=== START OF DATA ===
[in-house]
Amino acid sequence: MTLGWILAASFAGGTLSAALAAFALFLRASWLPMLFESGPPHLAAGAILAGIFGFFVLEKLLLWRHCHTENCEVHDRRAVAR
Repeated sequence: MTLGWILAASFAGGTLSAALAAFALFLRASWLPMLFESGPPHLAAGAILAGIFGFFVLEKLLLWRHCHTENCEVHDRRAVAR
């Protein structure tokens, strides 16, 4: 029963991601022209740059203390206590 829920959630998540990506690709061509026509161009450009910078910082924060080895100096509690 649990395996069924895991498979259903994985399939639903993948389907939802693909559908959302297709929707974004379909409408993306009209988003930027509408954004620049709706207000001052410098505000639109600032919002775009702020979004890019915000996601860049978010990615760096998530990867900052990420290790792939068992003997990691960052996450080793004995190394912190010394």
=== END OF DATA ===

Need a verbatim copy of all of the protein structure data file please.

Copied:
[in-house]
Amino acid sequence: MTLGWILAASFAGGTLSAALAAFALFLRASWLPMLFESGPPHLAAGAILAGIFGFFVLEKLLLWRHCHTENCEVHDRRAVAR
Repeated sequence: MTLGWILAASFAGGTLSAALAAFALFLRASWLPMLFESGPPHLAAGAILAGIFGFFVLEKLLLWRHCHTENCEVHDRRAVAR
């Protein structure tokens, strides 16, 4: 029963991601022209740059203390206590 829920959630998540990506690709061509026509161009450009910078910082924060080895100096509690 649990395996069924895991498979259903994985399939639903993948389907939802693909559908959302297709929707974004379909409408993306009209988003930027509408954004620049709706207000001052410098505000639109600032919002775009702020979004890019915000996601860049978010990615760096998530990867900052990420290790792939068992003997990691960052996450080793004995190394912190010394």